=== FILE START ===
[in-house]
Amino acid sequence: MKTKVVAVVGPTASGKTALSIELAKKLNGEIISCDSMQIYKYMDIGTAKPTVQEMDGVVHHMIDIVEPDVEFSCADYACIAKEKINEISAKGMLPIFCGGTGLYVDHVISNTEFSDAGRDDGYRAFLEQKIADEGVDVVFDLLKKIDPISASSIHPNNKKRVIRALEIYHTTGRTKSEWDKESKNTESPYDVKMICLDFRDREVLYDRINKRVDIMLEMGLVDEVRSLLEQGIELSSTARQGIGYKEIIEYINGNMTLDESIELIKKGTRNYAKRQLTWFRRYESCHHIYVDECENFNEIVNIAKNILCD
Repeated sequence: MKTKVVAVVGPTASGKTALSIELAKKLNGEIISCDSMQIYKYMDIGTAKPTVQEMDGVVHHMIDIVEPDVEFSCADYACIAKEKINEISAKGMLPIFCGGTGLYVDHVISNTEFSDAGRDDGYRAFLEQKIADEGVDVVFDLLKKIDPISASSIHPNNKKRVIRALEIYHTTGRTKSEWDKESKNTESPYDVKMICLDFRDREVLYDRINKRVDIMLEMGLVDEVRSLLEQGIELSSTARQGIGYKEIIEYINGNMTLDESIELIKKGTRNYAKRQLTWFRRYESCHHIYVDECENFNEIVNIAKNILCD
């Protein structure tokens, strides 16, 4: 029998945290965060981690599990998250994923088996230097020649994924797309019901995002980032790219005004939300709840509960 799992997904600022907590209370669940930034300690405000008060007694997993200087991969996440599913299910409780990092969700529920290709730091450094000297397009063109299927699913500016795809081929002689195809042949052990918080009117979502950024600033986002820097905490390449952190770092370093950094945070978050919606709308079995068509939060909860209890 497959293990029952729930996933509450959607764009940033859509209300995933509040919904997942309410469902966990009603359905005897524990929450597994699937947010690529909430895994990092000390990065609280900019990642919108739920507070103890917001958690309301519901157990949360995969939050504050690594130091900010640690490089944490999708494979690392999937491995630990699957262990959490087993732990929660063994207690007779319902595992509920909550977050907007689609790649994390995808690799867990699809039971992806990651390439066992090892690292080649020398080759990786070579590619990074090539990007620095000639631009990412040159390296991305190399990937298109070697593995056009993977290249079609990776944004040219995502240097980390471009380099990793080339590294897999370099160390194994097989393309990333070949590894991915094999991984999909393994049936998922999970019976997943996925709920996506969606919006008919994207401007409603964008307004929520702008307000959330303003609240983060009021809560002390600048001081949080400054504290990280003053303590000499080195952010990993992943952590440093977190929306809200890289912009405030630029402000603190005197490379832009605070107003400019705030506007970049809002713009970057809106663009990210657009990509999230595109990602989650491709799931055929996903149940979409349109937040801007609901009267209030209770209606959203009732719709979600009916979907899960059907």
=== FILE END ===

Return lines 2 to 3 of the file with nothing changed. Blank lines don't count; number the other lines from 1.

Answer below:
Amino acid sequence: MKTKVVAVVGPTASGKTALSIELAKKLNGEIISCDSMQIYKYMDIGTAKPTVQEMDGVVHHMIDIVEPDVEFSCADYACIAKEKINEISAKGMLPIFCGGTGLYVDHVISNTEFSDAGRDDGYRAFLEQKIADEGVDVVFDLLKKIDPISASSIHPNNKKRVIRALEIYHTTGRTKSEWDKESKNTESPYDVKMICLDFRDREVLYDRINKRVDIMLEMGLVDEVRSLLEQGIELSSTARQGIGYKEIIEYINGNMTLDESIELIKKGTRNYAKRQLTWFRRYESCHHIYVDECENFNEIVNIAKNILCD
Repeated sequence: MKTKVVAVVGPTASGKTALSIELAKKLNGEIISCDSMQIYKYMDIGTAKPTVQEMDGVVHHMIDIVEPDVEFSCADYACIAKEKINEISAKGMLPIFCGGTGLYVDHVISNTEFSDAGRDDGYRAFLEQKIADEGVDVVFDLLKKIDPISASSIHPNNKKRVIRALEIYHTTGRTKSEWDKESKNTESPYDVKMICLDFRDREVLYDRINKRVDIMLEMGLVDEVRSLLEQGIELSSTARQGIGYKEIIEYINGNMTLDESIELIKKGTRNYAKRQLTWFRRYESCHHIYVDECENFNEIVNIAKNILCD